Step 1:  “I Know What’s Best for Me.”

            The young man is described as a “simple one” and “void of understanding”.  Here is a youth who feels no need for the blessings of moral instruction.   Were you to ask him if he thinks of himself as “void of understanding,” he would flatly deny it.  “No,” he would say, “I know how life works; I know what’s best for me; and I know how to achieve my goals.”  Were you to offer him counsel, he would scoff at the seriousness of your concerns.

Step 2:  “After All, I Can Come Close to the Sin Without Sinning.” 

Notice how the young man just happens to be walking in the neighborhood of the adulteress.  As he is “passing through the street near her corner” (v. 8).  He tells himself that he’s not walking anywhere in particular; no, he’s just out for an evening stroll.  Oh, how deceptive is the human heart!  Readers, how many times have we wandered into sin’s neighborhood, with one side of our mind rationalizing that we are fully under control and will not fall this time; all the while knowing deep inside exactly where we’re headed, and what we intend to do when we get there.

Step 3:  “I Can Manage This Sin and its Consequences.” 

            By the second half of verse 8, the foolish youth is no longer kidding himself.  Tonight, he’s going to the adulteress’s house.  He’s crossed the line of no return.  Does he recognize sin for what it is?  Of course he does.  He’s bears the Creator’s image, and his conscience screams for him to turn around.  But now, he is no longer merely entertaining the notion of sin; rather, he’s determined that he’s going into the situation full steam ahead, because, he believes, he can manage the sin and its consequences.  The lady’s husband?  He’s out of town (v. 19).  Witnesses to the immorality?  There’s no one watching, thinks the youth.

Ah, but here he’s wrong.  There is one watching – the Father in the window!

The Watcher in the Window

Is there a sense in which the narrator of the passage (the Father in the window) is a type of Jesus Christ?  If we take the narrator to be Solomon (and we have every reason to do so), and Solomon is a son of David, could Solomon here in a particular way be pointing us to David’s Greater Son, Jesus Christ?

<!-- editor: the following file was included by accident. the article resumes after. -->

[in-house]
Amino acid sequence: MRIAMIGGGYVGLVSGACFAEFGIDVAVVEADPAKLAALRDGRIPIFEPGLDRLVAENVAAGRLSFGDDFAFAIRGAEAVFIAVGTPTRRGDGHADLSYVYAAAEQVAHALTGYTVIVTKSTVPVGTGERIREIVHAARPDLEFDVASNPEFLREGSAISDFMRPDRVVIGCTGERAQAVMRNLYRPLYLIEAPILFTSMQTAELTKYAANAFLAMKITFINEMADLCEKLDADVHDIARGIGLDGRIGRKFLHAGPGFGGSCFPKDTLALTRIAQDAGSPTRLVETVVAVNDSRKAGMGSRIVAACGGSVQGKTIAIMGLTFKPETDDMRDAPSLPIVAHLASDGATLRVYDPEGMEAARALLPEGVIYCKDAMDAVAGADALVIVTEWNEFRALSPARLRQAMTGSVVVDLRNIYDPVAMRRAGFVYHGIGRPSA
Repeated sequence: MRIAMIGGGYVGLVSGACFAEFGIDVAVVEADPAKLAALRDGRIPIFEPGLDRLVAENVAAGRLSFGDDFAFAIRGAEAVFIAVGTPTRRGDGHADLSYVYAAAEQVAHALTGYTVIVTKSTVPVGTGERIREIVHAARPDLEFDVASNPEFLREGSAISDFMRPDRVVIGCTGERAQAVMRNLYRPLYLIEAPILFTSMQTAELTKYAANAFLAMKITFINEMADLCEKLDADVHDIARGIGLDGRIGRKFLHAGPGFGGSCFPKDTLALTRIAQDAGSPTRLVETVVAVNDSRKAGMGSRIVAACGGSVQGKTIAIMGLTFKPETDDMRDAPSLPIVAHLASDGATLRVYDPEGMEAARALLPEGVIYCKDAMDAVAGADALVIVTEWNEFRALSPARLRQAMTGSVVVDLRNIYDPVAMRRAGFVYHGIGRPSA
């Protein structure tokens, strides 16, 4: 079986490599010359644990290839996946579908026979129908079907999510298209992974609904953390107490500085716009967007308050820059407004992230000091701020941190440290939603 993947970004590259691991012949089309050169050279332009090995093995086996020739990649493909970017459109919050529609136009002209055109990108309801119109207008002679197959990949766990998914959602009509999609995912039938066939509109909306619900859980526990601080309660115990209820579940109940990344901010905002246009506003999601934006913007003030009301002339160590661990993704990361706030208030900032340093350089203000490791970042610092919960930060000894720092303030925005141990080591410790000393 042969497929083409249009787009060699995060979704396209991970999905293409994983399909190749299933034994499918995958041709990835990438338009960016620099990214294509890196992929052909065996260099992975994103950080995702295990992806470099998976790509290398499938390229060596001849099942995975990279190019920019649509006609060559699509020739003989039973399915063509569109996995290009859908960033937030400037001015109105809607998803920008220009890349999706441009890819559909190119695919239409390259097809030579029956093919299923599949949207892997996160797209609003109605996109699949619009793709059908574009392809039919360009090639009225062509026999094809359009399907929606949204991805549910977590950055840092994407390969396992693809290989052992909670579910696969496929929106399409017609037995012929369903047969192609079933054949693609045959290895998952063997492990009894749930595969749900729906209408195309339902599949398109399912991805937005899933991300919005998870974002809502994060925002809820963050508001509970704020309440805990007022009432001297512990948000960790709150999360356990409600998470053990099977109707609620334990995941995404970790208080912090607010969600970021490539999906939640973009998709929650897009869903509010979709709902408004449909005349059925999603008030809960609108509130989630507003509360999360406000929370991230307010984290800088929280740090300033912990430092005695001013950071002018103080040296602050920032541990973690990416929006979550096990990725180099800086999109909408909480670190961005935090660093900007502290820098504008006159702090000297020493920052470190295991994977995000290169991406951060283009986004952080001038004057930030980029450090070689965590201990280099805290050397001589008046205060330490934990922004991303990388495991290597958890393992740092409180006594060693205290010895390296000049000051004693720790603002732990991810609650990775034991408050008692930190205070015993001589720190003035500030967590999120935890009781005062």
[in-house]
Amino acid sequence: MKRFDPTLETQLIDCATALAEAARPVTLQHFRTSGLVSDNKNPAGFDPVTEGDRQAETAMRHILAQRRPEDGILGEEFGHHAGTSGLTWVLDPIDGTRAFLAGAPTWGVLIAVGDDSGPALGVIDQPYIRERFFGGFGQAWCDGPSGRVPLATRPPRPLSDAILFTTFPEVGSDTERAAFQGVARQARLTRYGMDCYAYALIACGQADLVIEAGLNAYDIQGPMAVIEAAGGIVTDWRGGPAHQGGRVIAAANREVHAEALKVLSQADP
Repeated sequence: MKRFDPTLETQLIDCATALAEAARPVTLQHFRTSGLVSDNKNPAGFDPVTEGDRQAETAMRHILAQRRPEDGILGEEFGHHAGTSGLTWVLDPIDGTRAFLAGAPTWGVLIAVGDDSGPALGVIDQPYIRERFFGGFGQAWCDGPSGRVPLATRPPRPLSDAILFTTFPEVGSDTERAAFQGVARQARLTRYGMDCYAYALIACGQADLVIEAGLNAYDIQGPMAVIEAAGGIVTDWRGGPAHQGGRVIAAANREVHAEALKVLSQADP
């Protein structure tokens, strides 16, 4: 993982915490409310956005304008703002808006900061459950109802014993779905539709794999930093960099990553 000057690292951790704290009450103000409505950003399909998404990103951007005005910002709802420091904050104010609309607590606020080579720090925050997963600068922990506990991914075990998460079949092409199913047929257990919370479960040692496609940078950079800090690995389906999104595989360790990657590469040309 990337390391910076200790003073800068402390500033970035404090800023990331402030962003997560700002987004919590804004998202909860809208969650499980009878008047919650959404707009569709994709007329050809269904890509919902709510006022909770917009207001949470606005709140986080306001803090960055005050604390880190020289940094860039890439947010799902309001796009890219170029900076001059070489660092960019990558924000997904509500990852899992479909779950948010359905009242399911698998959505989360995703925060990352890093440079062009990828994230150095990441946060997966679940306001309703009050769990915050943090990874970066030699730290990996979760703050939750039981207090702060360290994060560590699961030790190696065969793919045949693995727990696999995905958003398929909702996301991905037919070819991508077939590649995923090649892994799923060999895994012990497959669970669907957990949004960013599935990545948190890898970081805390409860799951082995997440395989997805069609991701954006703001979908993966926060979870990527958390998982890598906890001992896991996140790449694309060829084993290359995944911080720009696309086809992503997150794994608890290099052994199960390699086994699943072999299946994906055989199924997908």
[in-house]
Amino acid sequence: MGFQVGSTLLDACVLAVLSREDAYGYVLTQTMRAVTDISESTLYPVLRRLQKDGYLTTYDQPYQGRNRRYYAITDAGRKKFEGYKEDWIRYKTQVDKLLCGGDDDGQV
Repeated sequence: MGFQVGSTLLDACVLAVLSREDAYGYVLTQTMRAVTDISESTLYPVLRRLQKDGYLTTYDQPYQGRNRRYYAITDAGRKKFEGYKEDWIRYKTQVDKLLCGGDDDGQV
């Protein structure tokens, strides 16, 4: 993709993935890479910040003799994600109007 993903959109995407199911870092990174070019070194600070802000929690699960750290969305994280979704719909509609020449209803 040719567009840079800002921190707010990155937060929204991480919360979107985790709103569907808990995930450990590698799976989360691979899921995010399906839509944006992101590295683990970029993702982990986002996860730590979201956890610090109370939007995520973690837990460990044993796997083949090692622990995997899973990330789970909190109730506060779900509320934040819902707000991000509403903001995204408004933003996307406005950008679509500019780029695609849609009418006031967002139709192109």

I tend to think so.  King Jesus allows us to make our own choices.  It’s difficult for us to get our puny minds around, but the Bible teaches both that Jesus is our Sovereign King with all authority at his disposal (Matthew 28:18), and yet we make our choices and we act freely, without coercion from God.  Dear reader, perhaps you are an adulterer or adulteress; then again, perhaps your sin of choice is of a different variety—gossip, slander, hatred, greed, and the like.  Whatever your sin is, Jesus knows exactly what’s going on.  He doesn’t coerce you into sin (James 1:13); no, you have chosen to walk those downward steps all on your own.  But neither does he typically leap in and interfere with the situation.  For many years Proverbs 7 troubled me:  Why doesn’t the observer in the window stop the foolish youth from rushing to destruction?  It has only been as I’ve come to recognize how many thousands of times Christ has watched me taking those downward steps – 1, 2, 3 – all the while gazing at me with love and sadness, that I’ve begun to understand.

The Good News

The good news is that the Watcher in the Window DID come down, not heroically to stop a foolish youth from his own stupidity, but to bear the guilt and shame of that youth for his sin and stupidity.  On Calvary’s Cross, Jesus died for all of our sin, guilt, and shame.  Yes, even for that sin that has just come to your mind, the one that you think nobody knows about, the one that makes you blush or break out in a cold sweat.  He did not come down to condemn the world, but that through Him the world might be saved (John 3:17).  When you place faith in Jesus Christ, trusting in Him alone for salvation and turning away from sin, the most curious thing then begins to happen.  You begin to change from the inside out.  You find that you are still free to do what you want, but your “wants” begin to change.  You no longer “want” to sneak down the dark alley and knock on sin’s door.  You no longer “want” to eat another bite of the forbidden fruit.  What you want, is to be in fellowship with Jesus, the one who came down from heaven, and lived and died for you.

In tomorrow’s posting, we return to the sad saga of the foolish young man and the adulteress.  Hope to see you then!

Father God, forgive this writer the many times he has walked those familiar steps outlined above.  Be merciful and gracious to us, Father, for the sake of your dear Son Jesus Christ, our Lord.  Transform us deep within, that we might truly hate sin and love righteousness.  And may we never forget that it is not our righteousness, but the imputed righteousness of Jesus Christ, by which we have this relationship with you.  In Jesus’ name, Amen. 


Reduced to Nothing

Proverbs 6:26